The pro-development effort in Sacramento has strong support among powerful and well-funded legislators. Much of the supportive funding comes not only from development interests, but also (and especially) from members of the tech industry, who have provided extensive campaign funding to pro-housing-development legislators and non-profit volunteer organizations which support housing development. The strong and enduring pro-development campaign is extensive and resilient.  

The basic nature of this effort is political. And like many top-down political moves, it is susceptible to strong, bottom-up political organization. And it’s in the realm of politics that the legislative measures described above could be challenged. This requires strong organizing of the traditional sort, door to door, neighborhood by neighborhood, vigorously competing in the political marketplace, and especially at the local level. Bottom-up organizing is the classic countermeasure, in American democracy, to top-down dictates.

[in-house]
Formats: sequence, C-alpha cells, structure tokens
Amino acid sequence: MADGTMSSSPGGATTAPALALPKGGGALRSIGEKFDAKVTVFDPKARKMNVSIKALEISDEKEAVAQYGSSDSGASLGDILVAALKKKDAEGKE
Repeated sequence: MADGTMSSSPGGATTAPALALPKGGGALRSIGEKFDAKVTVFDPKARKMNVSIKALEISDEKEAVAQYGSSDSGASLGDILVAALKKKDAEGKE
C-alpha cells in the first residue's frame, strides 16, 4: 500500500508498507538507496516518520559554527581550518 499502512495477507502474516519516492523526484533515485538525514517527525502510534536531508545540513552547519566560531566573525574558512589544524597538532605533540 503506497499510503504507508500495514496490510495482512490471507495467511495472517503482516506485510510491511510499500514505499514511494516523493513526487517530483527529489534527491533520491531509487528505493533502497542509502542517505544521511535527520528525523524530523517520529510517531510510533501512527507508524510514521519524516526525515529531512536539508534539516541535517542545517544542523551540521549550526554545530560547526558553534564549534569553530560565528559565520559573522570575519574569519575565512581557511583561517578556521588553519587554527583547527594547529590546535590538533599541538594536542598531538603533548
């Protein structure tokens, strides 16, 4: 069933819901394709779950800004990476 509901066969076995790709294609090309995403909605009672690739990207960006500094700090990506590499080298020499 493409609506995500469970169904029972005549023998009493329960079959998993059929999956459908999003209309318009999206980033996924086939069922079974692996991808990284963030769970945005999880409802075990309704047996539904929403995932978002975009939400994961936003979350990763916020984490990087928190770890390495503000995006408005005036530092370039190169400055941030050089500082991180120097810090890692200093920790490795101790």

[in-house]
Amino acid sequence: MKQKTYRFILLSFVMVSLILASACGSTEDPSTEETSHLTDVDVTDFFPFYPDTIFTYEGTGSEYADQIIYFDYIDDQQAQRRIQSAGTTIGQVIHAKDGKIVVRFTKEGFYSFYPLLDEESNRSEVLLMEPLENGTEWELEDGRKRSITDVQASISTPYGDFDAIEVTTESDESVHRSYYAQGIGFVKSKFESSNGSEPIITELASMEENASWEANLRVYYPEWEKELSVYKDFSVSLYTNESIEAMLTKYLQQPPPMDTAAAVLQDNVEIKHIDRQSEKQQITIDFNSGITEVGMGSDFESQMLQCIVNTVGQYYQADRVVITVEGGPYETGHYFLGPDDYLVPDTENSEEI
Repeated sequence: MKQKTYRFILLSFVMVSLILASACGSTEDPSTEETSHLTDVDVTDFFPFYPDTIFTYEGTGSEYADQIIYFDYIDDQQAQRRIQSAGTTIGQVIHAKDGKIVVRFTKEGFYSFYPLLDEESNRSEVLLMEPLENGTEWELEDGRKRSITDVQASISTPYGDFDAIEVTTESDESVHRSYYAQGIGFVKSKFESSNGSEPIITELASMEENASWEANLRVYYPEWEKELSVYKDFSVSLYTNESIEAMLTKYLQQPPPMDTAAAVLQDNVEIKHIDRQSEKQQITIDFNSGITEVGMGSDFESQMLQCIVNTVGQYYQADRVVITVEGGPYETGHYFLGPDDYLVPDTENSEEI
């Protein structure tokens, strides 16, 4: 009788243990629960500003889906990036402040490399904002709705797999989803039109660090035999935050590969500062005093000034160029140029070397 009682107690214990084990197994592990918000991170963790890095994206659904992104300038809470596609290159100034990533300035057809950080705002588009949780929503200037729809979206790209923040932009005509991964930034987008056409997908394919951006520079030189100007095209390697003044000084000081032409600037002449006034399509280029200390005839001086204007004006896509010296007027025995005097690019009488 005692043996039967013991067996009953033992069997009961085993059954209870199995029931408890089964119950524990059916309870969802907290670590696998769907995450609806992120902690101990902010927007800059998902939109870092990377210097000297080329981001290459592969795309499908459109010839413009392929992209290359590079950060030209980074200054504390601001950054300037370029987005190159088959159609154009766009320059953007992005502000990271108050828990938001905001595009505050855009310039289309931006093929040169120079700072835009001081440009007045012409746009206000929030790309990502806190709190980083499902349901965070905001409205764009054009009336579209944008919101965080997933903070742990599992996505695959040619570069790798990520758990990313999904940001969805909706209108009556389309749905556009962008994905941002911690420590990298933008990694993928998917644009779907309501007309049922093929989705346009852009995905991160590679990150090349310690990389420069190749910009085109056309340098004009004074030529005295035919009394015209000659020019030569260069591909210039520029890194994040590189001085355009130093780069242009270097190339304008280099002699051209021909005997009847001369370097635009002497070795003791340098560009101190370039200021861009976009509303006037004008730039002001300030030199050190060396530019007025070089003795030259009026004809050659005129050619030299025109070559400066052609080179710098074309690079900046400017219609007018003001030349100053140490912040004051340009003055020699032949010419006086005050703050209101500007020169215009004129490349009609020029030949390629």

Can opponents of these development measures prevail? The other side is already well along in their preparations for the next elections. Time will tell. 

by Daniel Jansenson, Architect, Building & Fire-Life Safety Commissioner for SMa.r.t. (Santa Monica Architects for a Responsible Tomorrow)

Ron Goldman, Architect FAIA; Dan Jansenson, Architect, Building & Fire-Life Safety Commissioner; Mario Fonda-Bonardi AIA, Planning Commissioner; Robert H. Taylor, Architect AIA: Thane Roberts, Architect; Sam Tolkin, Architect; Marc Verville accountant ret.; Michael Jolly, AIRCRE

Sources:

Attorney’s letter: https://scag.ca.gov/sites/main/files/file-attachments/101119abundant_housing_la.pdf?1605421607

Attorney’s political background: https://ballotpedia.org/David_Paul_Bonaccorsi

Attorney’s firm and work: http://www.3blawfirm.com/?id=3

SB35: https://leginfo.legislature.ca.gov/faces/billStatusClient.xhtml?bill_id=201720180SB35&fbclid=IwAR0thkXT3nSYUD-7i98kGvF1BKKel5D_yWqEiHQ2WewIviqr_eU6Pn4dJ_U

SB35 analysis: https://www.jdsupra.com/legalnews/southern-california-counties-to-adopt-2041654/?fbclid=IwAR1i1aBv-C-jSFTZ1T_NtyKTCFrWtJpkY6wniBJ7FGqZ_ufeR5ApY-unbcw

Legislative efforts: https://alfredtwu.medium.com/2021-california-housing-legislation-highlights-de42073deebd

Tech funding: https://www.housinghumanright.org/wp-content/uploads/2020/01/2020-Scott-Wiener-Tech-Campaign-Contributions-Source_-California-Secretary-of-State-Sheet1.pdf

Tom Elias article: https://smmirror.com/2021/04/cities-chip-away-at-r-1-zoning/?fbclid=IwAR2wnaRuVNCpe3atngrgUOEreHEN4yyFpiuIEvmqiiViLC_CslX5l8EiVdI